Post-Gilani, India-Pak to continue secy-level talks

Post-Gilani, India-Pak to continue secy-level talks

Notwithstanding the exit of Syed Yusuf Raza Gilani as Prime Minister of Pakistan following the June 19 ‘judicial coup’, New Delhi and Islamabad are preparing for talks at the foreign secretaries level early next month.

Though the talks between Foreign Secretary Ranjan Mathai and his Pakistani counterpart Jalil Abbas Jilani were earlier proposed to be held on June 29, sources told Deccan Herald that it would be held in New Delhi early next month.

The two foreign secretaries would discuss humanitarian matters, peace and security, including confidence building measures (CBMs) and Jammu and Kashmir. They will also review the outcome of the talks held so far in the second round of the dialogues that resumed last year after the end of the post 26/11 diplomatic chill.

While India has been closely watching the political developments in Pakistan over the past few days, sources said on Friday that New Delhi would go ahead with the remaining official level talks to complete the second round of dialogue with Islamabad.

New Delhi, however, would take a call on External Affairs Minister S M Krishna’s proposed visit to Islamabad only after assessing the emerging situation in Pakistan. Krishna was expected to visit Islamabad sometime in July or August to review the progress of the talks with his Pakistani counterpart Hina Rabbani Khar.

New Delhi and Islamabad earlier discussed possible dates in September for Prime Minister Manmohan Singh’s visit to Pakistan.

During his day-long visit to New Delhi and Ajmer on April 8 last, Pakistani President Asif Ali Zardari invited Singh for a visit to Islamabad. Though Singh accepted Zardari’s invitation, he has not committed himself to any time-frame for it.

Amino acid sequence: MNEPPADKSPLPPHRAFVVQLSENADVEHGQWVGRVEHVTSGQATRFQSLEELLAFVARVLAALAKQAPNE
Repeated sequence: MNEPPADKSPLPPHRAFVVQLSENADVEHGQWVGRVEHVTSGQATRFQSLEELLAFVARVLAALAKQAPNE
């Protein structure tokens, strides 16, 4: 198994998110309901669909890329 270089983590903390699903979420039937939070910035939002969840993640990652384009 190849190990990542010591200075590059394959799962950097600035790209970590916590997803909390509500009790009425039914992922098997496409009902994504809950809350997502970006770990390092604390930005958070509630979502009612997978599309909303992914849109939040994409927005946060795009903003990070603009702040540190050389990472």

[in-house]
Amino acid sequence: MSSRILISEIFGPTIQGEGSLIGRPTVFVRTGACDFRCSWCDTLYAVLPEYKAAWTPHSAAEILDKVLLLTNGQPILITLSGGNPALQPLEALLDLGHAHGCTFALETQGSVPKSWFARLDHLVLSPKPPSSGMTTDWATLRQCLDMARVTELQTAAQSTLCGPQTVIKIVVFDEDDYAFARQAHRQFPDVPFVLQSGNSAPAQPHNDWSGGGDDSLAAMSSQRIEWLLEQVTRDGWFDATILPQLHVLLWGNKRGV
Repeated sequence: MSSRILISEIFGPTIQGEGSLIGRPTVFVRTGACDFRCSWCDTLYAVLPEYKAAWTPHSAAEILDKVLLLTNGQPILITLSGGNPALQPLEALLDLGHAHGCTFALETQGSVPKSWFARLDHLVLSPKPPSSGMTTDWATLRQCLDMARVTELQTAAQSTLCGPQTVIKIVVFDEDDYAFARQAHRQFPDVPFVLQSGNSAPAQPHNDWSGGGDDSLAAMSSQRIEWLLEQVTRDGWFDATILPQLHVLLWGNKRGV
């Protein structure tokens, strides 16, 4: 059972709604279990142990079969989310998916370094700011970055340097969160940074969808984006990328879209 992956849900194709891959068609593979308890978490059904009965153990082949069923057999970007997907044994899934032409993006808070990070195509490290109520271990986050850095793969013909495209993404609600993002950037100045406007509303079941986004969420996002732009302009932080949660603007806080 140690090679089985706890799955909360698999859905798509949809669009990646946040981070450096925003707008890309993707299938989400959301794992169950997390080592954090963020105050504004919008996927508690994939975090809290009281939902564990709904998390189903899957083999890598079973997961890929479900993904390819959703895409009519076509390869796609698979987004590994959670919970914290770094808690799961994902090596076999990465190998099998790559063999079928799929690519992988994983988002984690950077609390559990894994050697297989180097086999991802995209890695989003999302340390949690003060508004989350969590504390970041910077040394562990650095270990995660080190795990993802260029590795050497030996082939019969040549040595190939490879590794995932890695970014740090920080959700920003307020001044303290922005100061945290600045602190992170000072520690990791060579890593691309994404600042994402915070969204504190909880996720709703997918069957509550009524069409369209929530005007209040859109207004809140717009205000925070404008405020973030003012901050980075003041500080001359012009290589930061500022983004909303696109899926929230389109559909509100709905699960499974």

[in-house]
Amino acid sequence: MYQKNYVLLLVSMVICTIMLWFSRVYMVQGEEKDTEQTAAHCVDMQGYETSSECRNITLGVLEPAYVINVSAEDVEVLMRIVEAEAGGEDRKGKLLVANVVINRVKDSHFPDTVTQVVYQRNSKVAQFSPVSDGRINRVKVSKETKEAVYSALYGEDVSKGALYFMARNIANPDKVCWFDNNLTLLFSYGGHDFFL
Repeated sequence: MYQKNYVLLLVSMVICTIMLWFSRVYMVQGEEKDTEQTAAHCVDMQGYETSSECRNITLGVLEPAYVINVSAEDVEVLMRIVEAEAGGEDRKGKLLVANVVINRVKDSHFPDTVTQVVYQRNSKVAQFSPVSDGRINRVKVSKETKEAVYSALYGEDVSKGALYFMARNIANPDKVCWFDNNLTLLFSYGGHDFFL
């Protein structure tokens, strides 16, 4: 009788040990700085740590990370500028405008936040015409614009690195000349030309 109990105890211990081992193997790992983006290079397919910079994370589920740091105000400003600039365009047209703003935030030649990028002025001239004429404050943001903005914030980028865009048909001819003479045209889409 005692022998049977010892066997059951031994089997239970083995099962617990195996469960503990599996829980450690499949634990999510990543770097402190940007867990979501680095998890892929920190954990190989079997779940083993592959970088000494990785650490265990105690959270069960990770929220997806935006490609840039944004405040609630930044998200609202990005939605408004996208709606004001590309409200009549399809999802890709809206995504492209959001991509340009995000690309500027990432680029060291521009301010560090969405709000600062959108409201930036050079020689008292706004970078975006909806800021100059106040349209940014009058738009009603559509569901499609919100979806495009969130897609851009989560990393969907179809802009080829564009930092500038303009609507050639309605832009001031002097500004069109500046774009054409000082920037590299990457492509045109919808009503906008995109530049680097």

Progress is must

Islamabad is keen to host Singh by the end of the current year, but New Delhi insists that two countries should make substantive progress in bilateral dialogues first.

Meetings between Singh and Gilani on the sideline of the multilateral summits between 2009 and 2011 helped ease the post 26/11 strain in the bilateral relation. Gilani responded to Singh’s invitation and joined him on March 30 last year to watch the World Cup semi-final between India and Pakistan at Mohali. They again met at Addu in Maldives last November, when Singh referred to Gilani as a “man of peace”.

But retired diplomat Satish Chandra, who served as India’s High Commissioner to Pakistan, said that Gilani’s exit from the Prime Minister’s office was unlikely to make any difference in Islamabad’s engagements with New Delhi. “The parameters of Pakistan’s engagements with India are always decided by Pakistan Army and there is no exception to this even in the current round of talks,” Chandra told Deccan Herald.

Pakistan earlier this year moved closer to reciprocating India’s gesture of granting it the Most Favoured Nation status. But the two neighbours failed to make any significant headway in traditional disputes over Tulbul Navigation / Wullar Barrage project, Sir Creek and Siachen. Pakistan also backed out from signing an agreement with India to liberalise bilateral visa regime in the Home Secretary level talks last month.

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